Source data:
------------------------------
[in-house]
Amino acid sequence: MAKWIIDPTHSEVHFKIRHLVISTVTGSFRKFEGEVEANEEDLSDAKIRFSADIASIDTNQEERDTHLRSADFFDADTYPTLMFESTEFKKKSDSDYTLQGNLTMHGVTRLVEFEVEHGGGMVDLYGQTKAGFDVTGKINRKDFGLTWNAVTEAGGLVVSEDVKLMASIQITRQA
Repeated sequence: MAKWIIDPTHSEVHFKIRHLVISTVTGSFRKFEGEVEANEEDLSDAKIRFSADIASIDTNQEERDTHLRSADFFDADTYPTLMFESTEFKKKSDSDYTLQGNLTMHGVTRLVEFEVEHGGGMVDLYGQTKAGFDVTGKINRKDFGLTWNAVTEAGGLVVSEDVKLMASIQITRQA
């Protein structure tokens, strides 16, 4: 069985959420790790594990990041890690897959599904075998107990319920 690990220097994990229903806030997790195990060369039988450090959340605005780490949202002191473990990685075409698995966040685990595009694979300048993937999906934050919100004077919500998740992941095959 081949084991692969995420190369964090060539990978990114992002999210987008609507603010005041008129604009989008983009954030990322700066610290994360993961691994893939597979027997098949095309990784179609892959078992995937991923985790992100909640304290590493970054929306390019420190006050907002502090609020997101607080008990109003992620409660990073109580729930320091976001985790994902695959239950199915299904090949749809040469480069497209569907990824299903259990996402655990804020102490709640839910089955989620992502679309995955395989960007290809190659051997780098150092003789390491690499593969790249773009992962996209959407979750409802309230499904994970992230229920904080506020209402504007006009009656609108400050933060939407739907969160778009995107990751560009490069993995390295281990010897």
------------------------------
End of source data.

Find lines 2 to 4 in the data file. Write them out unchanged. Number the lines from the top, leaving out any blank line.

Amino acid sequence: MAKWIIDPTHSEVHFKIRHLVISTVTGSFRKFEGEVEANEEDLSDAKIRFSADIASIDTNQEERDTHLRSADFFDADTYPTLMFESTEFKKKSDSDYTLQGNLTMHGVTRLVEFEVEHGGGMVDLYGQTKAGFDVTGKINRKDFGLTWNAVTEAGGLVVSEDVKLMASIQITRQA
Repeated sequence: MAKWIIDPTHSEVHFKIRHLVISTVTGSFRKFEGEVEANEEDLSDAKIRFSADIASIDTNQEERDTHLRSADFFDADTYPTLMFESTEFKKKSDSDYTLQGNLTMHGVTRLVEFEVEHGGGMVDLYGQTKAGFDVTGKINRKDFGLTWNAVTEAGGLVVSEDVKLMASIQITRQA
């Protein structure tokens, strides 16, 4: 069985959420790790594990990041890690897959599904075998107990319920 690990220097994990229903806030997790195990060369039988450090959340605005780490949202002191473990990685075409698995966040685990595009694979300048993937999906934050919100004077919500998740992941095959 081949084991692969995420190369964090060539990978990114992002999210987008609507603010005041008129604009989008983009954030990322700066610290994360993961691994893939597979027997098949095309990784179609892959078992995937991923985790992100909640304290590493970054929306390019420190006050907002502090609020997101607080008990109003992620409660990073109580729930320091976001985790994902695959239950199915299904090949749809040469480069497209569907990824299903259990996402655990804020102490709640839910089955989620992502679309995955395989960007290809190659051997780098150092003789390491690499593969790249773009992962996209959407979750409802309230499904994970992230229920904080506020209402504007006009009656609108400050933060939407739907969160778009995107990751560009490069993995390295281990010897």